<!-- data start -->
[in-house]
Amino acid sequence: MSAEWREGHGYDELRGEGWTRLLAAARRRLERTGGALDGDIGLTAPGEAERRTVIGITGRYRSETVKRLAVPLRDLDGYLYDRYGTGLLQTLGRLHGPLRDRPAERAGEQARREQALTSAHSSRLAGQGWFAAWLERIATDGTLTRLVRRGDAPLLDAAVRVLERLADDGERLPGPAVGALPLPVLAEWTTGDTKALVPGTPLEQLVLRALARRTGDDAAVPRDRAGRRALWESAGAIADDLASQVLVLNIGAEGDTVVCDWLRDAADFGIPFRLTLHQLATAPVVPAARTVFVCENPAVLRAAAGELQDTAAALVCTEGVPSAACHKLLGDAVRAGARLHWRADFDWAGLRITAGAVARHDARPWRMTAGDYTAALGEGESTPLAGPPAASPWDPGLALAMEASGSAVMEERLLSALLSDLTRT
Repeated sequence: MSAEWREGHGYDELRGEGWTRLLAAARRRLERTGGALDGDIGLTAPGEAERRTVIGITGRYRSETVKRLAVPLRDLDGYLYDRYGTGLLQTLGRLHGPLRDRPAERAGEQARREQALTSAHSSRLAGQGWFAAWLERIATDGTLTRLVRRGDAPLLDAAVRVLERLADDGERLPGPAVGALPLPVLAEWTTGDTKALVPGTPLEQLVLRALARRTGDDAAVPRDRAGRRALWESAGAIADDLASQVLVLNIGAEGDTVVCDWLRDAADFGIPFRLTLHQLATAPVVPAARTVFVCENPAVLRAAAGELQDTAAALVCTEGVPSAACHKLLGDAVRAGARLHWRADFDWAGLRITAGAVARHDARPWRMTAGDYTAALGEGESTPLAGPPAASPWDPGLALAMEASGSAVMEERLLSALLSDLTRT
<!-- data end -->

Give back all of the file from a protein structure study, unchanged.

[in-house]
Amino acid sequence: MSAEWREGHGYDELRGEGWTRLLAAARRRLERTGGALDGDIGLTAPGEAERRTVIGITGRYRSETVKRLAVPLRDLDGYLYDRYGTGLLQTLGRLHGPLRDRPAERAGEQARREQALTSAHSSRLAGQGWFAAWLERIATDGTLTRLVRRGDAPLLDAAVRVLERLADDGERLPGPAVGALPLPVLAEWTTGDTKALVPGTPLEQLVLRALARRTGDDAAVPRDRAGRRALWESAGAIADDLASQVLVLNIGAEGDTVVCDWLRDAADFGIPFRLTLHQLATAPVVPAARTVFVCENPAVLRAAAGELQDTAAALVCTEGVPSAACHKLLGDAVRAGARLHWRADFDWAGLRITAGAVARHDARPWRMTAGDYTAALGEGESTPLAGPPAASPWDPGLALAMEASGSAVMEERLLSALLSDLTRT
Repeated sequence: MSAEWREGHGYDELRGEGWTRLLAAARRRLERTGGALDGDIGLTAPGEAERRTVIGITGRYRSETVKRLAVPLRDLDGYLYDRYGTGLLQTLGRLHGPLRDRPAERAGEQARREQALTSAHSSRLAGQGWFAAWLERIATDGTLTRLVRRGDAPLLDAAVRVLERLADDGERLPGPAVGALPLPVLAEWTTGDTKALVPGTPLEQLVLRALARRTGDDAAVPRDRAGRRALWESAGAIADDLASQVLVLNIGAEGDTVVCDWLRDAADFGIPFRLTLHQLATAPVVPAARTVFVCENPAVLRAAAGELQDTAAALVCTEGVPSAACHKLLGDAVRAGARLHWRADFDWAGLRITAGAVARHDARPWRMTAGDYTAALGEGESTPLAGPPAASPWDPGLALAMEASGSAVMEERLLSALLSDLTRT